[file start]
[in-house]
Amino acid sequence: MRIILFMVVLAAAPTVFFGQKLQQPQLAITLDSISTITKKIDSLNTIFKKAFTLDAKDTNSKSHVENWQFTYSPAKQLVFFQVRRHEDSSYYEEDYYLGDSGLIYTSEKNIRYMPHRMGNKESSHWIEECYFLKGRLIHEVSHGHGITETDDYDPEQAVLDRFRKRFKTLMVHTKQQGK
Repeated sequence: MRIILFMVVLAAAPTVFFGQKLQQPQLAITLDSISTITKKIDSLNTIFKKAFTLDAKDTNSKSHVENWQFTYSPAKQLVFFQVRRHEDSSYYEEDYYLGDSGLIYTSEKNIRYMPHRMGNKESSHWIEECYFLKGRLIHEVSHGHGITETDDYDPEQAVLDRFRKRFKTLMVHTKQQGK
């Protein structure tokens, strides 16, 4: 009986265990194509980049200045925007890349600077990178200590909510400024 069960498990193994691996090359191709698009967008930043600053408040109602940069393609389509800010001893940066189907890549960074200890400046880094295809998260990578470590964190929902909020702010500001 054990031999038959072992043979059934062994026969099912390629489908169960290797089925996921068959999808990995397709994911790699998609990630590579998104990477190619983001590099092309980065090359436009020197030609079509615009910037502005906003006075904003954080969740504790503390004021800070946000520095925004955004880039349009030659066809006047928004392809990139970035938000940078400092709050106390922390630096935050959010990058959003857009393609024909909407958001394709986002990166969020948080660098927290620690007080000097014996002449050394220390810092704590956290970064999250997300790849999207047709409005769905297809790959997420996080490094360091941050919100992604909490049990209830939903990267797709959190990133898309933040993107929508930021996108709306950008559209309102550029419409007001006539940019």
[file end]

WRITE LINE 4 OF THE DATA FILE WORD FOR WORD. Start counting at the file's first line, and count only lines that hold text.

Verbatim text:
């Protein structure tokens, strides 16, 4: 009986265990194509980049200045925007890349600077990178200590909510400024 069960498990193994691996090359191709698009967008930043600053408040109602940069393609389509800010001893940066189907890549960074200890400046880094295809998260990578470590964190929902909020702010500001 054990031999038959072992043979059934062994026969099912390629489908169960290797089925996921068959999808990995397709994911790699998609990630590579998104990477190619983001590099092309980065090359436009020197030609079509615009910037502005906003006075904003954080969740504790503390004021800070946000520095925004955004880039349009030659066809006047928004392809990139970035938000940078400092709050106390922390630096935050959010990058959003857009393609024909909407958001394709986002990166969020948080660098927290620690007080000097014996002449050394220390810092704590956290970064999250997300790849999207047709409005769905297809790959997420996080490094360091941050919100992604909490049990209830939903990267797709959190990133898309933040993107929508930021996108709306950008559209309102550029419409007001006539940019």